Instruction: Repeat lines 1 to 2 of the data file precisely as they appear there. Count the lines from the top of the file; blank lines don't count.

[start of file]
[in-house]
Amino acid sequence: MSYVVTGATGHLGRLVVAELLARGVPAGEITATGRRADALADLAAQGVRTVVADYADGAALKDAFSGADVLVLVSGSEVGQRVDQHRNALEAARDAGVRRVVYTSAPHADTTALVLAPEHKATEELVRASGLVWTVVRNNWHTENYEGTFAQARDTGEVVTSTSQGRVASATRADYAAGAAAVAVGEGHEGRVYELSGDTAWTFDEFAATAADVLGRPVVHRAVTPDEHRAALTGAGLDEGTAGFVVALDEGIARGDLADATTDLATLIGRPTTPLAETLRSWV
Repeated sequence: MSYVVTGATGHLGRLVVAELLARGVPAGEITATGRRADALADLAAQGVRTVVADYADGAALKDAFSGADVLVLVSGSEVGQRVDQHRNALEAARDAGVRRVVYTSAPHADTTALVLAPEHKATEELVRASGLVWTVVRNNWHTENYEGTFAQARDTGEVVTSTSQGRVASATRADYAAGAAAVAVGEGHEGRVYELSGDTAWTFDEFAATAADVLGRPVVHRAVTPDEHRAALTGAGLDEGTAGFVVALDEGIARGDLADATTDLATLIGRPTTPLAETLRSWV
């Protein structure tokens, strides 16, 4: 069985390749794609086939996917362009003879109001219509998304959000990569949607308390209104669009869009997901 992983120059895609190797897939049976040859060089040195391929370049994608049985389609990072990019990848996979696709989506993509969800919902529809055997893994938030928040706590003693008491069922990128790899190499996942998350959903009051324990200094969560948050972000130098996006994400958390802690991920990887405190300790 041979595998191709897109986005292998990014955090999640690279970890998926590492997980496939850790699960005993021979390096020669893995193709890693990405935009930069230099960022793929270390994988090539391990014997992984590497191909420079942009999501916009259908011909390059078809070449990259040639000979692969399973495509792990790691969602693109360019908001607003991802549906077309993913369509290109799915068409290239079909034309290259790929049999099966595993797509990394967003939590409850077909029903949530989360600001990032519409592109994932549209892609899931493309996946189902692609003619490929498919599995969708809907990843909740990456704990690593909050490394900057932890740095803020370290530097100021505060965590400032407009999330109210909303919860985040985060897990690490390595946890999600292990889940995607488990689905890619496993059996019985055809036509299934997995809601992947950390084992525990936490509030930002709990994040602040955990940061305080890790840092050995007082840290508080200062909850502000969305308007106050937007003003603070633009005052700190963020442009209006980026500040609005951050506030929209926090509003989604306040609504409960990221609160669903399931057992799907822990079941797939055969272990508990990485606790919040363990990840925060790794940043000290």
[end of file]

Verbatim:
[in-house]
Amino acid sequence: MSYVVTGATGHLGRLVVAELLARGVPAGEITATGRRADALADLAAQGVRTVVADYADGAALKDAFSGADVLVLVSGSEVGQRVDQHRNALEAARDAGVRRVVYTSAPHADTTALVLAPEHKATEELVRASGLVWTVVRNNWHTENYEGTFAQARDTGEVVTSTSQGRVASATRADYAAGAAAVAVGEGHEGRVYELSGDTAWTFDEFAATAADVLGRPVVHRAVTPDEHRAALTGAGLDEGTAGFVVALDEGIARGDLADATTDLATLIGRPTTPLAETLRSWV